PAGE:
OPEC pumped more oil in July as global oil supplies rose for the third straight month, the IEA said Friday, giving figures that cast further doubt on the cartel’s pledge to cut output to raise prices.
In its monthly report on the global oil market, the International Energy Agency said, however, that it believes the supply glut is easing, partly because demand is growing faster.
“There would be more confidence that re-balancing is here to stay if some producers party to the output agreements were not… showing signs of weakening their resolve,” the IEA said.
OPEC and a number of other producers including Russia agreed late last year to cut production to ease oversupply and support the price of crude. In May they extended those cuts into 2018.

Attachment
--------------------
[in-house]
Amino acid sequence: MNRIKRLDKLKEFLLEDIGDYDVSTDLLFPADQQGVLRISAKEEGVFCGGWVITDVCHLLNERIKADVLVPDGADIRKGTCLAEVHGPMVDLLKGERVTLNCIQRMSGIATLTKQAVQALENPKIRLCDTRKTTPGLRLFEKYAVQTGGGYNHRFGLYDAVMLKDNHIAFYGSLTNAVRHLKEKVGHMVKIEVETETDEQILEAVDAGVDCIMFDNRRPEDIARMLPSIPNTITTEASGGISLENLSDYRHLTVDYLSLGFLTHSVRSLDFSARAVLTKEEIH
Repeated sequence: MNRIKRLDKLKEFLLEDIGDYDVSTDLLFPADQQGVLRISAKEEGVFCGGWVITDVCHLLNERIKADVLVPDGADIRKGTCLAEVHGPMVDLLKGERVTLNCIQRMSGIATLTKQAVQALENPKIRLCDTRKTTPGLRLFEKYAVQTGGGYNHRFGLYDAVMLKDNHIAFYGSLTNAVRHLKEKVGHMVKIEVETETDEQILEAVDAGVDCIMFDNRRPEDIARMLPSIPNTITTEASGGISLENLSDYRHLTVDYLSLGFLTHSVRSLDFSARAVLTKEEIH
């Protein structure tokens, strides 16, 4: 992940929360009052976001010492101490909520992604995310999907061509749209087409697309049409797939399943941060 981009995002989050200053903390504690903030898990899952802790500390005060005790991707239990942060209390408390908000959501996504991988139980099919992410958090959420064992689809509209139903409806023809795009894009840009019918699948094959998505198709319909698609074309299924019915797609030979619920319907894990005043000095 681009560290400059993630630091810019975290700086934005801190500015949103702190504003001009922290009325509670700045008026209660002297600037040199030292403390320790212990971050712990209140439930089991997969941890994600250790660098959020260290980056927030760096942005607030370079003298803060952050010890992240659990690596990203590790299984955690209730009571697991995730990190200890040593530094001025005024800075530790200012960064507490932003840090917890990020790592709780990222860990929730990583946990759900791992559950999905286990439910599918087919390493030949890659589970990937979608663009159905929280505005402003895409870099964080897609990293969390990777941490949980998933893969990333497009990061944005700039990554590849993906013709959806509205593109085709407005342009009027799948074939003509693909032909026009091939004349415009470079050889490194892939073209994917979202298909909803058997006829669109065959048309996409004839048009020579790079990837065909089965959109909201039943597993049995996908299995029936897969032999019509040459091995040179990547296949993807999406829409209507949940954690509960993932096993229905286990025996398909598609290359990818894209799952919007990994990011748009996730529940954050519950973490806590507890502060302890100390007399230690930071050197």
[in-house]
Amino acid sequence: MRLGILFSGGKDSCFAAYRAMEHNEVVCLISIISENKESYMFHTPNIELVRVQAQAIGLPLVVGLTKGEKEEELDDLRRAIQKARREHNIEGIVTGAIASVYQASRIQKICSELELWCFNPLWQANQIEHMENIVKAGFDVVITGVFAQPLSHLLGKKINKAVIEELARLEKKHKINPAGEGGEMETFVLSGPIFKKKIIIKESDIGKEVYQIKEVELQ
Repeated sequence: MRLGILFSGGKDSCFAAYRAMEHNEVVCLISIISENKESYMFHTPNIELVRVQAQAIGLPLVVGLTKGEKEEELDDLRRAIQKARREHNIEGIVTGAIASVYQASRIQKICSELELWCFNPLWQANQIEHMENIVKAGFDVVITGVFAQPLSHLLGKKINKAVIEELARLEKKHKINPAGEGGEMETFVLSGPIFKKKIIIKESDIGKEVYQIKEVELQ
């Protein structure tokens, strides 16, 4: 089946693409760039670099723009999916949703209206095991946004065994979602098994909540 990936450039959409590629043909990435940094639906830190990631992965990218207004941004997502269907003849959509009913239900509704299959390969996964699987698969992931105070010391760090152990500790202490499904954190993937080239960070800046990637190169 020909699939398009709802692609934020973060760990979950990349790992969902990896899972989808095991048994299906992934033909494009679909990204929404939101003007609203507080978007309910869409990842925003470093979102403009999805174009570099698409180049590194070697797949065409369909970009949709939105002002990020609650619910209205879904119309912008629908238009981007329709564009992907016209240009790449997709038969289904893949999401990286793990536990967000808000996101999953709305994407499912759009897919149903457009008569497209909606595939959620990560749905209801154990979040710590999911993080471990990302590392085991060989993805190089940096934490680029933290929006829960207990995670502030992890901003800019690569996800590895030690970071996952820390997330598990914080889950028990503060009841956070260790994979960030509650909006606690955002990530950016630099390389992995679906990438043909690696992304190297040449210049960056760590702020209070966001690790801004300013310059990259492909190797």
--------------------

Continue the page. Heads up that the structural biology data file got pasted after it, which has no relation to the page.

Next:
However, the effort has been undermined by a number of countries failing to honour their pledges to reduce output.
“The compliance rate with OPEC’s output cut fell again in July to a new low of 75 percent from June’s revised figure of 77 percent,” said the IEA.
For the non-OPEC countries that joined the pact, the compliance rate edged up to 67 percent, the IEA said.
It found that the 22 countries bound by the pact are producing about 470,000 barrels per day in excess of their commitment, while global output was around 500,000 barrels higher in July than one year ago.